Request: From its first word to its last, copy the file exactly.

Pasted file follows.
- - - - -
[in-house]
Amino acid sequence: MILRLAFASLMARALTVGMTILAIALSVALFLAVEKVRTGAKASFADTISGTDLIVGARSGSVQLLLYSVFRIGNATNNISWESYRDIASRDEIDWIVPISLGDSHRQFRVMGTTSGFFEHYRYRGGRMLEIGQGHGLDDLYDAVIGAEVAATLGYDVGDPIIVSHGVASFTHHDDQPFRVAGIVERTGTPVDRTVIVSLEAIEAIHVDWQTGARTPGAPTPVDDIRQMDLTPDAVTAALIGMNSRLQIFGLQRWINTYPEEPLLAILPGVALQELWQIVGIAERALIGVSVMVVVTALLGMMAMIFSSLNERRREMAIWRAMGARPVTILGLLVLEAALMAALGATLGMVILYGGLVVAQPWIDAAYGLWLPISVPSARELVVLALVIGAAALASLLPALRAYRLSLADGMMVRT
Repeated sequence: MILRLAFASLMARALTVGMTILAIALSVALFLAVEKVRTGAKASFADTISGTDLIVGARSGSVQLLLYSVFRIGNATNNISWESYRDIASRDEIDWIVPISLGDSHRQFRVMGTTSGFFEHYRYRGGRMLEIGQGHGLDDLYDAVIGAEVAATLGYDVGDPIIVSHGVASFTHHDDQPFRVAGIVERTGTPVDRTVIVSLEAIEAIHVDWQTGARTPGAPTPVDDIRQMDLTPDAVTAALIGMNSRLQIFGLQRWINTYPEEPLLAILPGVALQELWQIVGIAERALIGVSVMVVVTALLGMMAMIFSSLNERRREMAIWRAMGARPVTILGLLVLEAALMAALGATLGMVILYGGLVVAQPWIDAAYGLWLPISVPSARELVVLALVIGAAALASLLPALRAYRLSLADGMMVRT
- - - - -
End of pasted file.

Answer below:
[in-house]
Amino acid sequence: MILRLAFASLMARALTVGMTILAIALSVALFLAVEKVRTGAKASFADTISGTDLIVGARSGSVQLLLYSVFRIGNATNNISWESYRDIASRDEIDWIVPISLGDSHRQFRVMGTTSGFFEHYRYRGGRMLEIGQGHGLDDLYDAVIGAEVAATLGYDVGDPIIVSHGVASFTHHDDQPFRVAGIVERTGTPVDRTVIVSLEAIEAIHVDWQTGARTPGAPTPVDDIRQMDLTPDAVTAALIGMNSRLQIFGLQRWINTYPEEPLLAILPGVALQELWQIVGIAERALIGVSVMVVVTALLGMMAMIFSSLNERRREMAIWRAMGARPVTILGLLVLEAALMAALGATLGMVILYGGLVVAQPWIDAAYGLWLPISVPSARELVVLALVIGAAALASLLPALRAYRLSLADGMMVRT
Repeated sequence: MILRLAFASLMARALTVGMTILAIALSVALFLAVEKVRTGAKASFADTISGTDLIVGARSGSVQLLLYSVFRIGNATNNISWESYRDIASRDEIDWIVPISLGDSHRQFRVMGTTSGFFEHYRYRGGRMLEIGQGHGLDDLYDAVIGAEVAATLGYDVGDPIIVSHGVASFTHHDDQPFRVAGIVERTGTPVDRTVIVSLEAIEAIHVDWQTGARTPGAPTPVDDIRQMDLTPDAVTAALIGMNSRLQIFGLQRWINTYPEEPLLAILPGVALQELWQIVGIAERALIGVSVMVVVTALLGMMAMIFSSLNERRREMAIWRAMGARPVTILGLLVLEAALMAALGATLGMVILYGGLVVAQPWIDAAYGLWLPISVPSARELVVLALVIGAAALASLLPALRAYRLSLADGMMVRT